Source: Opensourceway, CC-BY-SA 2.0

By Jérémy Bonvoisin, University of Bath

In the past 18 months I had the pleasure to be part of a great adventure: establishing a new standard refining the contours of what we mean with “Open Source Hardware”. This standard, DIN SPEC 3105, sets a new milestone in the efforts of the open source hardware community to build shared practices and to chart a common identity. In this article, I summarize the main lines of the standard, focusing on the essence without going too much into technical detail. I also explain why I believe this standard is by design an opportunity for the open source hardware community rather than an annoying set of imposed rules. Finally, I discuss some of the challenges the dissemination of this standard will face and mention a few initiatives attempting to tackle them.

What is DIN SPEC 3105 about?

For this, DIN SPEC 3105 does two things. First, it provides an explicit and enforceable definition of the term “open source hardware”. This is done in Part 1, entitled “Requirements for technical documentation”. Second, it defines a new kind of community-based assessment process. This is done in Part 2, entitled “Community-based assessment”.

DIN SPEC 3105 Part 1 — Requirements for technical documentation

DIN SPEC 3105 Part 2 — Community-based assessment

More than a standard: An un-standard

Refining-by-doing: Building technology-specific documentation criteria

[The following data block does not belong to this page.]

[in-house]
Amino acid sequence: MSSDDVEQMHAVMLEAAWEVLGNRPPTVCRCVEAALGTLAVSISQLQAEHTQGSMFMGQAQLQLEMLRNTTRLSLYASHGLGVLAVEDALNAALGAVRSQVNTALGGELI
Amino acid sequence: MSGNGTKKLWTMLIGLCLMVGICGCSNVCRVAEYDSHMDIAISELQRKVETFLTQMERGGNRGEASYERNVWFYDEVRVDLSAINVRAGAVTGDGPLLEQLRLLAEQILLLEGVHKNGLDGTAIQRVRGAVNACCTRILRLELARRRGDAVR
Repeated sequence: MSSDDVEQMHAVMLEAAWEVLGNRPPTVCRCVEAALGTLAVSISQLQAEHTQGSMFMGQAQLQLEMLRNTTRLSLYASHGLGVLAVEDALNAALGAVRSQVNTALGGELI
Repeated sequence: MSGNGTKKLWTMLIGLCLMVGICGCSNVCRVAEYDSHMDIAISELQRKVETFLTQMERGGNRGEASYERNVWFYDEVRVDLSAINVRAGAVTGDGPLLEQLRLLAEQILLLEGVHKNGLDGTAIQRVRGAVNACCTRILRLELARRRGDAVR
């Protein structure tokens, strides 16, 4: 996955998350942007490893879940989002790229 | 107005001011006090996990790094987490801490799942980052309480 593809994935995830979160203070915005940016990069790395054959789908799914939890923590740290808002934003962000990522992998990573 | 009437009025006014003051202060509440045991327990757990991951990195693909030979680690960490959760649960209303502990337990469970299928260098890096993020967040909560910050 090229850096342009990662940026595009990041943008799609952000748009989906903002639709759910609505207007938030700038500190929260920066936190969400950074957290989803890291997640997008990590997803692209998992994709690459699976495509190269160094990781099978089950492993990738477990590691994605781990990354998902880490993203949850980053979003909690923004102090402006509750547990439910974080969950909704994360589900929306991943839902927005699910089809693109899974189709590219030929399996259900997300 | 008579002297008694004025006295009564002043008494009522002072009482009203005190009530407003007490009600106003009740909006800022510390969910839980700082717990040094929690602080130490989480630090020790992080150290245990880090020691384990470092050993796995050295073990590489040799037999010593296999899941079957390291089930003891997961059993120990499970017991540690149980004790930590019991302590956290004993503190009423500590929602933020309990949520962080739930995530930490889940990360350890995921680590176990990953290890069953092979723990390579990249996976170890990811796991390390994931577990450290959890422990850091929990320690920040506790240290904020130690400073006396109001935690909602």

Participative revision process thanks to an open source standard

Outlook: From theory to practice

There are many ways the community can involve and make this standard becomes more than a piece of writing. One of them, Open Source Ecology Germany, is currently building the first conformity assessment body hosting the community-based assessment process. This is done as part of the project supported by the EU-funded project OpenNext. They are setting up the necessary infrastructure and are recruiting volunteers for a first assessment wave. If you are a hardware developer and would like to get your product attested, or if you are interested in assessing hardware products as a reviewer, don’t hesitate to contact them at This initiative also builds a bridge with another practical issue in open source hardware: finding existing designs. They are building a search engine based on the open hardware metadata standard Open Know-how Manifest Specification 1.0. The objective here is to allow finding, filtering and cross-linking hardware documentation (e.g. answer queries like “find all ongoing and well documented COVID-19 research connected with open source ventilator designs”). If you want to take part in the development of this infrastructure, get in touch with or visit their repo directly.

Regardless of these projects, DIN SPEC 3105 already formalises some of the implicit principles at play in the open source hardware community and makes practical propositions for some open questions. Doing so, it contributes to the emergence of shared practices and the establishment of a visible and trustable identity. More, it does this in a way that aligns with the ethos of transparency and participation that is key to the open source movement.


  • The FAQ in the GitLab repository of the DIN SPEC 3105 working group provides more information about the initiative, the people behind it, the governance of the project, the relations with other standards, and many other topics.
  • More detail about the principles adopted in the standard and the major innovations it brings to light are provided in this article published in the Journal of Open Hardware.

Journal of Open Hardware, an Open Access initiative run by the Global Open Science Hardware community and published by Ubiquity Press.